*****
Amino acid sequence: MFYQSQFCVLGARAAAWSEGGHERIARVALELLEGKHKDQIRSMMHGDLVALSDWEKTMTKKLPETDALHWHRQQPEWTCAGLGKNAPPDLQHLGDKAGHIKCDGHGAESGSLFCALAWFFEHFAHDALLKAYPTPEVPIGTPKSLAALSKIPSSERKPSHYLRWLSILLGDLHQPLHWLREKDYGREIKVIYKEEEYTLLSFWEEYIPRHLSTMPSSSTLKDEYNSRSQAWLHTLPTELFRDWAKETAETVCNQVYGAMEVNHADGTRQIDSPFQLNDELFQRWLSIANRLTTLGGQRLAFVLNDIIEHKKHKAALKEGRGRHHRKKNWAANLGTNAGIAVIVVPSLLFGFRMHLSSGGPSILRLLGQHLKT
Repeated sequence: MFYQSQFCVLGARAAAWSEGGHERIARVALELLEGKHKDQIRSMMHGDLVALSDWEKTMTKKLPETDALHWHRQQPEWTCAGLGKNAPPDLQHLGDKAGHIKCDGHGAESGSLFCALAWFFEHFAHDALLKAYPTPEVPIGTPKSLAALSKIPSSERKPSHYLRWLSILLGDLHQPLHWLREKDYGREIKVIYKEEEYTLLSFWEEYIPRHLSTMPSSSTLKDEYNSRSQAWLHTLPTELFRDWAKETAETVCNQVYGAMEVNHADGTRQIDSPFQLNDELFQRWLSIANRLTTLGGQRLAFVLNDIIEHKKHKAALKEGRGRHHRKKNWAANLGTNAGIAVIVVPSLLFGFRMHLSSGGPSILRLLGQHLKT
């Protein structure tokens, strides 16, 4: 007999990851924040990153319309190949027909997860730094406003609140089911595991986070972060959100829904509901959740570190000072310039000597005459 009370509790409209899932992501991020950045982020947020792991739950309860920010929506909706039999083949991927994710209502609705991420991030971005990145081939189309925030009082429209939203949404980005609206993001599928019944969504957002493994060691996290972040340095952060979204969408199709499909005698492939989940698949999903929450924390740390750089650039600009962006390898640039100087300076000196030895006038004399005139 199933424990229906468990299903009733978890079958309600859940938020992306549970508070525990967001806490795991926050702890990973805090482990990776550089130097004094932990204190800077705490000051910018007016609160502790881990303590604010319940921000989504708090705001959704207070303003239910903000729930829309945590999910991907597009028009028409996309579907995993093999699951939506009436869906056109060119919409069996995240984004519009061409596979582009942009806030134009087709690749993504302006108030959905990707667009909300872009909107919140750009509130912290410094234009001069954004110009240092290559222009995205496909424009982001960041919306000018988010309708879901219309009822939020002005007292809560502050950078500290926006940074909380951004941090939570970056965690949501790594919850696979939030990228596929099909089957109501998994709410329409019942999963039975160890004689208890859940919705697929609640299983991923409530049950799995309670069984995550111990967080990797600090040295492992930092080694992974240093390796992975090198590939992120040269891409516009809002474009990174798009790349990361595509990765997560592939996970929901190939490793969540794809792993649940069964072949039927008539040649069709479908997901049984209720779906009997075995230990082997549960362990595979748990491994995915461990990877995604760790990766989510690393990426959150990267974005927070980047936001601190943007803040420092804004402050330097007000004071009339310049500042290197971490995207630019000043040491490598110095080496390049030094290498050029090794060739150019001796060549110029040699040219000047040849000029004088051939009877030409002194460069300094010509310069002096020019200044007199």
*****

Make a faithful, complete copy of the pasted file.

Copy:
Amino acid sequence: MFYQSQFCVLGARAAAWSEGGHERIARVALELLEGKHKDQIRSMMHGDLVALSDWEKTMTKKLPETDALHWHRQQPEWTCAGLGKNAPPDLQHLGDKAGHIKCDGHGAESGSLFCALAWFFEHFAHDALLKAYPTPEVPIGTPKSLAALSKIPSSERKPSHYLRWLSILLGDLHQPLHWLREKDYGREIKVIYKEEEYTLLSFWEEYIPRHLSTMPSSSTLKDEYNSRSQAWLHTLPTELFRDWAKETAETVCNQVYGAMEVNHADGTRQIDSPFQLNDELFQRWLSIANRLTTLGGQRLAFVLNDIIEHKKHKAALKEGRGRHHRKKNWAANLGTNAGIAVIVVPSLLFGFRMHLSSGGPSILRLLGQHLKT
Repeated sequence: MFYQSQFCVLGARAAAWSEGGHERIARVALELLEGKHKDQIRSMMHGDLVALSDWEKTMTKKLPETDALHWHRQQPEWTCAGLGKNAPPDLQHLGDKAGHIKCDGHGAESGSLFCALAWFFEHFAHDALLKAYPTPEVPIGTPKSLAALSKIPSSERKPSHYLRWLSILLGDLHQPLHWLREKDYGREIKVIYKEEEYTLLSFWEEYIPRHLSTMPSSSTLKDEYNSRSQAWLHTLPTELFRDWAKETAETVCNQVYGAMEVNHADGTRQIDSPFQLNDELFQRWLSIANRLTTLGGQRLAFVLNDIIEHKKHKAALKEGRGRHHRKKNWAANLGTNAGIAVIVVPSLLFGFRMHLSSGGPSILRLLGQHLKT
């Protein structure tokens, strides 16, 4: 007999990851924040990153319309190949027909997860730094406003609140089911595991986070972060959100829904509901959740570190000072310039000597005459 009370509790409209899932992501991020950045982020947020792991739950309860920010929506909706039999083949991927994710209502609705991420991030971005990145081939189309925030009082429209939203949404980005609206993001599928019944969504957002493994060691996290972040340095952060979204969408199709499909005698492939989940698949999903929450924390740390750089650039600009962006390898640039100087300076000196030895006038004399005139 199933424990229906468990299903009733978890079958309600859940938020992306549970508070525990967001806490795991926050702890990973805090482990990776550089130097004094932990204190800077705490000051910018007016609160502790881990303590604010319940921000989504708090705001959704207070303003239910903000729930829309945590999910991907597009028009028409996309579907995993093999699951939506009436869906056109060119919409069996995240984004519009061409596979582009942009806030134009087709690749993504302006108030959905990707667009909300872009909107919140750009509130912290410094234009001069954004110009240092290559222009995205496909424009982001960041919306000018988010309708879901219309009822939020002005007292809560502050950078500290926006940074909380951004941090939570970056965690949501790594919850696979939030990228596929099909089957109501998994709410329409019942999963039975160890004689208890859940919705697929609640299983991923409530049950799995309670069984995550111990967080990797600090040295492992930092080694992974240093390796992975090198590939992120040269891409516009809002474009990174798009790349990361595509990765997560592939996970929901190939490793969540794809792993649940069964072949039927008539040649069709479908997901049984209720779906009997075995230990082997549960362990595979748990491994995915461990990877995604760790990766989510690393990426959150990267974005927070980047936001601190943007803040420092804004402050330097007000004071009339310049500042290197971490995207630019000043040491490598110095080496390049030094290498050029090794060739150019001796060549110029040699040219000047040849000029004088051939009877030409002194460069300094010509310069002096020019200044007199």